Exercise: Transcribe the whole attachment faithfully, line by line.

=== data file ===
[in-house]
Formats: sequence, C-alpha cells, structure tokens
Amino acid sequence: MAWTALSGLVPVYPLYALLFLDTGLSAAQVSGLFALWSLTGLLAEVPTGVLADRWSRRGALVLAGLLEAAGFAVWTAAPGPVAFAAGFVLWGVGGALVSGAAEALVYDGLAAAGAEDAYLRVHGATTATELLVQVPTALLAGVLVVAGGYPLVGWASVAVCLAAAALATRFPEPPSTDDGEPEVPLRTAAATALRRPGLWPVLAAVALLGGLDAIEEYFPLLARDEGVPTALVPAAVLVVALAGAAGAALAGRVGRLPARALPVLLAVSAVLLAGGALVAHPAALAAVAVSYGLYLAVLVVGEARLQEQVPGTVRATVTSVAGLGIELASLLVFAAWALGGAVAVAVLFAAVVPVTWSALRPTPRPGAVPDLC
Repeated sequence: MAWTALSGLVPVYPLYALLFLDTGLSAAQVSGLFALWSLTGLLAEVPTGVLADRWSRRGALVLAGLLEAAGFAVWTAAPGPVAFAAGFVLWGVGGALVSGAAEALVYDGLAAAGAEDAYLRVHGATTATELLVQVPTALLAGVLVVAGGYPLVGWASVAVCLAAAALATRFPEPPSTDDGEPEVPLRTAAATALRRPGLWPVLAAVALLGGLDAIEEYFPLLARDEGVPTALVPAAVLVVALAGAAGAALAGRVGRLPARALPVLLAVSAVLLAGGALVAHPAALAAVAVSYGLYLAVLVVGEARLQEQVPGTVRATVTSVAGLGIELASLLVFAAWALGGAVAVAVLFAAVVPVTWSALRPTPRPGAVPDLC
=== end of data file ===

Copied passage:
[in-house]
Formats: sequence, C-alpha cells, structure tokens
Amino acid sequence: MAWTALSGLVPVYPLYALLFLDTGLSAAQVSGLFALWSLTGLLAEVPTGVLADRWSRRGALVLAGLLEAAGFAVWTAAPGPVAFAAGFVLWGVGGALVSGAAEALVYDGLAAAGAEDAYLRVHGATTATELLVQVPTALLAGVLVVAGGYPLVGWASVAVCLAAAALATRFPEPPSTDDGEPEVPLRTAAATALRRPGLWPVLAAVALLGGLDAIEEYFPLLARDEGVPTALVPAAVLVVALAGAAGAALAGRVGRLPARALPVLLAVSAVLLAGGALVAHPAALAAVAVSYGLYLAVLVVGEARLQEQVPGTVRATVTSVAGLGIELASLLVFAAWALGGAVAVAVLFAAVVPVTWSALRPTPRPGAVPDLC
Repeated sequence: MAWTALSGLVPVYPLYALLFLDTGLSAAQVSGLFALWSLTGLLAEVPTGVLADRWSRRGALVLAGLLEAAGFAVWTAAPGPVAFAAGFVLWGVGGALVSGAAEALVYDGLAAAGAEDAYLRVHGATTATELLVQVPTALLAGVLVVAGGYPLVGWASVAVCLAAAALATRFPEPPSTDDGEPEVPLRTAAATALRRPGLWPVLAAVALLGGLDAIEEYFPLLARDEGVPTALVPAAVLVVALAGAAGAALAGRVGRLPARALPVLLAVSAVLLAGGALVAHPAALAAVAVSYGLYLAVLVVGEARLQEQVPGTVRATVTSVAGLGIELASLLVFAAWALGGAVAVAVLFAAVVPVTWSALRPTPRPGAVPDLC